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Postby Bob Gerdes » 10/10/03 10:22 AM

Originally posted by Pete McCabe:

...So if anybody knows where I can get this table (which I'm sure is in the original article) I'd still love to see it.
Pete: I was able to find a pdf file from a mathematics journal that I have access to through my university. I'm not sure if it has what you want.... but I can email it to you if you like. (it's a 1.7M file)

Let me know.

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Postby Pete Biro » 10/10/03 11:08 AM

Persi Diaconis was born into a family of professional musicians. At 14 he had finished high school and was enrolled in the City College of New York when Dai Vernon, "the greatest magician in the US," invited Diaconis to go on tour with him. Diaconis dropped out of school, quit his violin lessons at Julliard after 9 years of study, and left home without telling his parents, who were understandably upset. At 16 he struck out on his own as a magician and did well doing magic, inventing tricks, giving lessons and living a "very colorful" life. This might have lasted more than the 8 years that it did if Diaconis had not happened to visit a book store with a friend who recommended a probability book by Feller as the best and most interesting on the subject. Diaconis bought it and then found that he couldn't read it. So he enrolled in N.Y. City College at night -- "They wouldn't take me during the day because I was something of a strange person." Two and a half years later, in 1971, he graduated with a degree in mathematics and was accepted into the statistics program at Harvard. By 1974 he had earned a Ph.D. and joined the faculty of the Statistics Department at Stanford. He has been at Stanford ever since except for sabbatical leaves or a year off -- "I go on sabbatical leave or take a year off every three years."

Diaconis' strong background in magic has proved useful in another area -- catching "psychics" cheating. If a person, even a well-trained scientist, has not had experience with human subjects and with cueing (subtle, body-language hints), then it is extremely difficult to spot what is wrong. Diaconis, however, is an expert at deception and has found cheating, or failure to perform, with every psychic he has been allowed to observe. Statistics is useful for spotting the errors and fallacies in the more 'scientific' parapsychology studies: "I have read very thoroughly for ten years all of the refereed, serious parapsychology literature. There is not a single, repeatable experiment in that literature. Most people don't seem to know that. I guess it is useful to go on record and to say that loud and clear." (For information about organizations and publications that try to document this kind of work click The Skeptics Society or The Skeptical Inquirer.)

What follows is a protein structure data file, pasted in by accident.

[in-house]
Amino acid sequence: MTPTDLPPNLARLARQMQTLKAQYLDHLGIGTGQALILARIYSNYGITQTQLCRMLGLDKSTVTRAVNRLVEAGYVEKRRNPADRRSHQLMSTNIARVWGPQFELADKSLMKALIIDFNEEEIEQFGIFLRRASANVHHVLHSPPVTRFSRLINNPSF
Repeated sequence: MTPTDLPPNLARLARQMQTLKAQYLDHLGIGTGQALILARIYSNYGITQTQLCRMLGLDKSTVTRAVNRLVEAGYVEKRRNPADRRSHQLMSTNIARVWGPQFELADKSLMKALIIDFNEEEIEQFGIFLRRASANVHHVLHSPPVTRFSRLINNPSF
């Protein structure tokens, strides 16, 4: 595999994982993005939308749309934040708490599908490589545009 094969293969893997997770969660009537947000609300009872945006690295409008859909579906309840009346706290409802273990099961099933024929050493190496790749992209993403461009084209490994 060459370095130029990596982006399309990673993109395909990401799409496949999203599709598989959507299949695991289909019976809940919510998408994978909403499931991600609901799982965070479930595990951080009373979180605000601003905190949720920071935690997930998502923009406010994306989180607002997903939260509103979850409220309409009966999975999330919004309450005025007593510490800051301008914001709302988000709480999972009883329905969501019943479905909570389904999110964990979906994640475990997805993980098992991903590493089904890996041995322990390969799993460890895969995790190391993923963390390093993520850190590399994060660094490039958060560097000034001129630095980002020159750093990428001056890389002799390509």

In 1982, Diaconis was awarded $40,000 a year, tax free, for 5 years. The award goes to individuals the MacArthur Foundation thinks have the potential to make "substantial contributions" in some area, and the recipients can do whatever they want with the money. It will probably not change Diaconis' life very much. "I work from seven A.M. to midnight each day. I'm always doing mathematics."
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Postby Pete Biro » 10/10/03 11:11 AM

OK, you go to Google and you will find a huge list of things on the man... here's one...

http://www-brims.hpl.hp.com/hplms/diaconis_abstract.htm
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Postby Guest » 10/10/03 11:22 AM

He did a show recently at a fund raiser for a library in San Francisco. If you want to mail him at Stanford you'll have to use snail mail. A co-worker of mine has her masters in statistics from Stanford and she checked the departments web site and he is the only person not listing an email. Good luck in getting a response.
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Postby Sean Piper » 10/10/03 01:25 PM

Originally posted by Richard Kaufman:
Persi execute the Doc Daley sleight from Expert Card Technique where you have two cards peeked, then Side Steal one into your right hand and perform the Diagonal Palm Shift with the second to get it into your left hand.
Can't find this??? In which section of ECT is this move?
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Postby Guest » 10/10/03 01:52 PM

3rd edition
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Postby Dave Shepherd » 10/11/03 05:44 AM

I think you can get an ebook version of this edition from lybrary.com.